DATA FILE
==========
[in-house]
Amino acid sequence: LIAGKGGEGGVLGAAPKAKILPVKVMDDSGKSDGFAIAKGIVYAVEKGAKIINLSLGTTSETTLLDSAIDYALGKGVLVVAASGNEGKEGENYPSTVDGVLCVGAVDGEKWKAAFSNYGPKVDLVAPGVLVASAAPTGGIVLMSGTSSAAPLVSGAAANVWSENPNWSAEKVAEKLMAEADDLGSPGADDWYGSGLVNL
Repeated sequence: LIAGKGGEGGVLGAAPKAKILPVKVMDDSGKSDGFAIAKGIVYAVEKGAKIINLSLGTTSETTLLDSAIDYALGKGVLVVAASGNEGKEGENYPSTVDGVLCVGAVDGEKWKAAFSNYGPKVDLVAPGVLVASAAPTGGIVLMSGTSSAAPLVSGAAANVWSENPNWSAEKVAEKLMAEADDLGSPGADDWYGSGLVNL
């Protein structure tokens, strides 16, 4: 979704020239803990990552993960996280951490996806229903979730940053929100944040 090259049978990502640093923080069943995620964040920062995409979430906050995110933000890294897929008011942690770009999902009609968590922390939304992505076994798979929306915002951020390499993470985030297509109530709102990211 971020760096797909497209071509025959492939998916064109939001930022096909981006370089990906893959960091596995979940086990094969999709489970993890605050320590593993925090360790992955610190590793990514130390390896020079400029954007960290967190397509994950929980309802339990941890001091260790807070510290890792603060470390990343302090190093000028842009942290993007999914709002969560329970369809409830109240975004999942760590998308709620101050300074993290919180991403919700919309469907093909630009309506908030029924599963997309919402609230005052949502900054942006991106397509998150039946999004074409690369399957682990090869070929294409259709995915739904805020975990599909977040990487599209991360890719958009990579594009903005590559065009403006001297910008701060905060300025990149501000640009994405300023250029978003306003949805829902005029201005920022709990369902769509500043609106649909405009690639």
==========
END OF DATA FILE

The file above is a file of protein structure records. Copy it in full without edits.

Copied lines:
[in-house]
Amino acid sequence: LIAGKGGEGGVLGAAPKAKILPVKVMDDSGKSDGFAIAKGIVYAVEKGAKIINLSLGTTSETTLLDSAIDYALGKGVLVVAASGNEGKEGENYPSTVDGVLCVGAVDGEKWKAAFSNYGPKVDLVAPGVLVASAAPTGGIVLMSGTSSAAPLVSGAAANVWSENPNWSAEKVAEKLMAEADDLGSPGADDWYGSGLVNL
Repeated sequence: LIAGKGGEGGVLGAAPKAKILPVKVMDDSGKSDGFAIAKGIVYAVEKGAKIINLSLGTTSETTLLDSAIDYALGKGVLVVAASGNEGKEGENYPSTVDGVLCVGAVDGEKWKAAFSNYGPKVDLVAPGVLVASAAPTGGIVLMSGTSSAAPLVSGAAANVWSENPNWSAEKVAEKLMAEADDLGSPGADDWYGSGLVNL
């Protein structure tokens, strides 16, 4: 979704020239803990990552993960996280951490996806229903979730940053929100944040 090259049978990502640093923080069943995620964040920062995409979430906050995110933000890294897929008011942690770009999902009609968590922390939304992505076994798979929306915002951020390499993470985030297509109530709102990211 971020760096797909497209071509025959492939998916064109939001930022096909981006370089990906893959960091596995979940086990094969999709489970993890605050320590593993925090360790992955610190590793990514130390390896020079400029954007960290967190397509994950929980309802339990941890001091260790807070510290890792603060470390990343302090190093000028842009942290993007999914709002969560329970369809409830109240975004999942760590998308709620101050300074993290919180991403919700919309469907093909630009309506908030029924599963997309919402609230005052949502900054942006991106397509998150039946999004074409690369399957682990090869070929294409259709995915739904805020975990599909977040990487599209991360890719958009990579594009903005590559065009403006001297910008701060905060300025990149501000640009994405300023250029978003306003949805829902005029201005920022709990369902769509500043609106649909405009690639």